US District Court Judge William Alsup recently dismissed a lawsuit claiming that Apple sold MacBooks to customers knowing the laptops contained defective logic boards and would fail within two years. In his order the judge agreed with Apple’s motion to dismiss the suit from May 2014. Based on the ruling, plaintiffs Uriel Marcus and Benedict Verceles filed a class action complaint in Texas on behalf of all MacBook owners who bought their device after May 20 2010. The original argument alleges that Apple marketed, sold and continues to sell laptops with defective logic boards.

The plaintiffs had the following to say regarding the matter in the case

Apple knows about this logic board defect. Combining a defective product design and manufacturing plants in China that engage in human rights violations (including child labor) Defendant Apple and CEO Timothy Cook have known about the situation for years.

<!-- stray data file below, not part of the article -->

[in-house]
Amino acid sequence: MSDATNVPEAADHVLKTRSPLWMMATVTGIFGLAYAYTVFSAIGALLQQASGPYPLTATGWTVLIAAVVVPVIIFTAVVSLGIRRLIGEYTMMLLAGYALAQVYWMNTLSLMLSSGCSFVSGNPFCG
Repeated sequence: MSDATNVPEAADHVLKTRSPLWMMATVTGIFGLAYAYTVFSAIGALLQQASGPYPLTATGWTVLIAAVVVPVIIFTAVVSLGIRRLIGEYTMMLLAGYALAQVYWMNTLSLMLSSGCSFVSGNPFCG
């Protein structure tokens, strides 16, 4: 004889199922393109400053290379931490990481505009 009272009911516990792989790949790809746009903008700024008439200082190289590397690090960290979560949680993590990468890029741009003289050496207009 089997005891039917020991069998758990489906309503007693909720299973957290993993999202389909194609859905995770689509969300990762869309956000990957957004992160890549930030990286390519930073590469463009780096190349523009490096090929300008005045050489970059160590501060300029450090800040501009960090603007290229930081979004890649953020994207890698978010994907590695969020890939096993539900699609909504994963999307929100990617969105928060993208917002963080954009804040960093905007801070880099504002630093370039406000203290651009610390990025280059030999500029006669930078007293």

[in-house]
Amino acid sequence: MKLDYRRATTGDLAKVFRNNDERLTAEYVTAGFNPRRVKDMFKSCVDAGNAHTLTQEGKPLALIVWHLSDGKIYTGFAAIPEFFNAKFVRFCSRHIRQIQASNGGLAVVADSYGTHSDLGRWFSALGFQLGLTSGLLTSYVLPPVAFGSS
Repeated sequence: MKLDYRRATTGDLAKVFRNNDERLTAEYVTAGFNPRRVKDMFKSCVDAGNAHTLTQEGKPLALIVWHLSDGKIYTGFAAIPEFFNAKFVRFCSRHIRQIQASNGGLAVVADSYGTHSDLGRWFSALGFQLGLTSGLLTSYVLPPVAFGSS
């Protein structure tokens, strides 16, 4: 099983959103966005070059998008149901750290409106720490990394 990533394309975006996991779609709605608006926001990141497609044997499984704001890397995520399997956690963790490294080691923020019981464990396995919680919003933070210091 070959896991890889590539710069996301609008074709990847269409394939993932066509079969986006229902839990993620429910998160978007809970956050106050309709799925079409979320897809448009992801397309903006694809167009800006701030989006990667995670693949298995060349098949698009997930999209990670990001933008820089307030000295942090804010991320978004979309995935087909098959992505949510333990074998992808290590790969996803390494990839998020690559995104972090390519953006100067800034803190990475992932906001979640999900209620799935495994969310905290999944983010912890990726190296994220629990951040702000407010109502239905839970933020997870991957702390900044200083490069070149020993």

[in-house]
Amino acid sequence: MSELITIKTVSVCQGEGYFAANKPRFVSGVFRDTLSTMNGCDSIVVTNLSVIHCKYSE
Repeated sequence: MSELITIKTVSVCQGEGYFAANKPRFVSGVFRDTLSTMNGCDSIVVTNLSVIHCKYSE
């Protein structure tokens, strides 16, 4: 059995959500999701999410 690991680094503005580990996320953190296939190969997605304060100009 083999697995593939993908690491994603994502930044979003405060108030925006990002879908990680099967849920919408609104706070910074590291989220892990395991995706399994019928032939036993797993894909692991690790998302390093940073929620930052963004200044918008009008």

Plaintiffs ended up citing a number of Online Apple Store “reviews” and Apple’s Support Communities forum as evidence that the company was aware of the issue. The suit went on to claim that Apple “markets the reliability and functionality of the logic board” through its promotional campaigns. For example, the company labels its MacBook line as “state of the art,” “breakthrough” and “the world’s most advanced notebook.” Judge Alsup ended up finding no evidence that plaintiffs relied on Apple’s statement when purchasing the products, a requirement for finding fraud under the case’s scope. Furthermore, Marcus and Verceles failed to prove that Apple committed a breach of implied warranty as the pair used their computers for 18 months and two years respectively. Verceles even had his MacBook Pro replaced by Apple for a logic board failure but that was covered under his warranty at the time.

The plaintiffs have until January 22 to file an amended complaint that addresses Judge Alsup’s findings. We’ll have to wait and see what happens.

Source: Reuters